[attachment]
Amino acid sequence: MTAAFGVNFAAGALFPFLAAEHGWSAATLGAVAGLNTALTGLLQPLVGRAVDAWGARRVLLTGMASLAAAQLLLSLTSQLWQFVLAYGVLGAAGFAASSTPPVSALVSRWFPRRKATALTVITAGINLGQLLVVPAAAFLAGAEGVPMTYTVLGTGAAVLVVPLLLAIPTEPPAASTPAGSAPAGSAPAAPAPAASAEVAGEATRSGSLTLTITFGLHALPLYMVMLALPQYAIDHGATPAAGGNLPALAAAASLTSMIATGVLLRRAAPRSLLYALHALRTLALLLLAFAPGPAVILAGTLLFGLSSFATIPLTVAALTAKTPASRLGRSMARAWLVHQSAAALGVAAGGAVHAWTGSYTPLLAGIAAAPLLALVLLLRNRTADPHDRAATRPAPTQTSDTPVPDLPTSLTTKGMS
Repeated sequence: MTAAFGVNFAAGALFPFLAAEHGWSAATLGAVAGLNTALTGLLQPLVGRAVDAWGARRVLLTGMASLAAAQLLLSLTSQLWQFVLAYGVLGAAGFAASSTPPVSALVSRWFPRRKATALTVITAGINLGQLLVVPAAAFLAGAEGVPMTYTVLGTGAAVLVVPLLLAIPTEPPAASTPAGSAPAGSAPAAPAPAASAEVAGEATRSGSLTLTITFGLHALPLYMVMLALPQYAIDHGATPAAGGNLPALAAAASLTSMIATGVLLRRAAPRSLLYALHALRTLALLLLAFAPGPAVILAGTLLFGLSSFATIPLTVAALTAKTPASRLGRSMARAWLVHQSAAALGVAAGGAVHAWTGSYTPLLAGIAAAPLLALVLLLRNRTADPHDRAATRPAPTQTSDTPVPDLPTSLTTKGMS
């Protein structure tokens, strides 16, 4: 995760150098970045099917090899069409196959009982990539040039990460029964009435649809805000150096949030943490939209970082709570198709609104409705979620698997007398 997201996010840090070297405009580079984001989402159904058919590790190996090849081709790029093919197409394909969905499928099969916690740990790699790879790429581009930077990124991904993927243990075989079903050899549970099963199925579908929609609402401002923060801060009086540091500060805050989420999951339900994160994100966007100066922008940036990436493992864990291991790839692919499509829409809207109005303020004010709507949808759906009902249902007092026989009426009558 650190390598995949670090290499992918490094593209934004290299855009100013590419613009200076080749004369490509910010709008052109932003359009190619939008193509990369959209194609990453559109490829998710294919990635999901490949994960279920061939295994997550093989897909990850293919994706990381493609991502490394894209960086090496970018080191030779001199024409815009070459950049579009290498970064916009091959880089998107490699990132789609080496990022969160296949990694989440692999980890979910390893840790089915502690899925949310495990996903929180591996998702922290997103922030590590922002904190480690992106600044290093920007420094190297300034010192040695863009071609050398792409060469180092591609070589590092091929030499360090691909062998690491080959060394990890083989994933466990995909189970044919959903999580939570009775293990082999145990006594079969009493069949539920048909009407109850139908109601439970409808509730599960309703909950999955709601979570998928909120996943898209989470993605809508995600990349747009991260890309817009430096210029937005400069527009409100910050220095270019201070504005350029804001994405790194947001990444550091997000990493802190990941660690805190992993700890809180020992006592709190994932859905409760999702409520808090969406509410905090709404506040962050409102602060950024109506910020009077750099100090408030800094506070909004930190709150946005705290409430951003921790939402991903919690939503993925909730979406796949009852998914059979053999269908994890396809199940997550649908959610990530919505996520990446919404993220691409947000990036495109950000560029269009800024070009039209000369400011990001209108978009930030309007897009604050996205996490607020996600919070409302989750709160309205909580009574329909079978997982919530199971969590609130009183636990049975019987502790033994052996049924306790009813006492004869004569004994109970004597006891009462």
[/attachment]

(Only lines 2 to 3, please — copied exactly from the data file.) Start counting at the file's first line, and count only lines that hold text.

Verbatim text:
Repeated sequence: MTAAFGVNFAAGALFPFLAAEHGWSAATLGAVAGLNTALTGLLQPLVGRAVDAWGARRVLLTGMASLAAAQLLLSLTSQLWQFVLAYGVLGAAGFAASSTPPVSALVSRWFPRRKATALTVITAGINLGQLLVVPAAAFLAGAEGVPMTYTVLGTGAAVLVVPLLLAIPTEPPAASTPAGSAPAGSAPAAPAPAASAEVAGEATRSGSLTLTITFGLHALPLYMVMLALPQYAIDHGATPAAGGNLPALAAAASLTSMIATGVLLRRAAPRSLLYALHALRTLALLLLAFAPGPAVILAGTLLFGLSSFATIPLTVAALTAKTPASRLGRSMARAWLVHQSAAALGVAAGGAVHAWTGSYTPLLAGIAAAPLLALVLLLRNRTADPHDRAATRPAPTQTSDTPVPDLPTSLTTKGMS
């Protein structure tokens, strides 16, 4: 995760150098970045099917090899069409196959009982990539040039990460029964009435649809805000150096949030943490939209970082709570198709609104409705979620698997007398 997201996010840090070297405009580079984001989402159904058919590790190996090849081709790029093919197409394909969905499928099969916690740990790699790879790429581009930077990124991904993927243990075989079903050899549970099963199925579908929609609402401002923060801060009086540091500060805050989420999951339900994160994100966007100066922008940036990436493992864990291991790839692919499509829409809207109005303020004010709507949808759906009902249902007092026989009426009558 650190390598995949670090290499992918490094593209934004290299855009100013590419613009200076080749004369490509910010709008052109932003359009190619939008193509990369959209194609990453559109490829998710294919990635999901490949994960279920061939295994997550093989897909990850293919994706990381493609991502490394894209960086090496970018080191030779001199024409815009070459950049579009290498970064916009091959880089998107490699990132789609080496990022969160296949990694989440692999980890979910390893840790089915502690899925949310495990996903929180591996998702922290997103922030590590922002904190480690992106600044290093920007420094190297300034010192040695863009071609050398792409060469180092591609070589590092091929030499360090691909062998690491080959060394990890083989994933466990995909189970044919959903999580939570009775293990082999145990006594079969009493069949539920048909009407109850139908109601439970409808509730599960309703909950999955709601979570998928909120996943898209989470993605809508995600990349747009991260890309817009430096210029937005400069527009409100910050220095270019201070504005350029804001994405790194947001990444550091997000990493802190990941660690805190992993700890809180020992006592709190994932859905409760999702409520808090969406509410905090709404506040962050409102602060950024109506910020009077750099100090408030800094506070909004930190709150946005705290409430951003921790939402991903919690939503993925909730979406796949009852998914059979053999269908994890396809199940997550649908959610990530919505996520990446919404993220691409947000990036495109950000560029269009800024070009039209000369400011990001209108978009930030309007897009604050996205996490607020996600919070409302989750709160309205909580009574329909079978997982919530199971969590609130009183636990049975019987502790033994052996049924306790009813006492004869004569004994109970004597006891009462």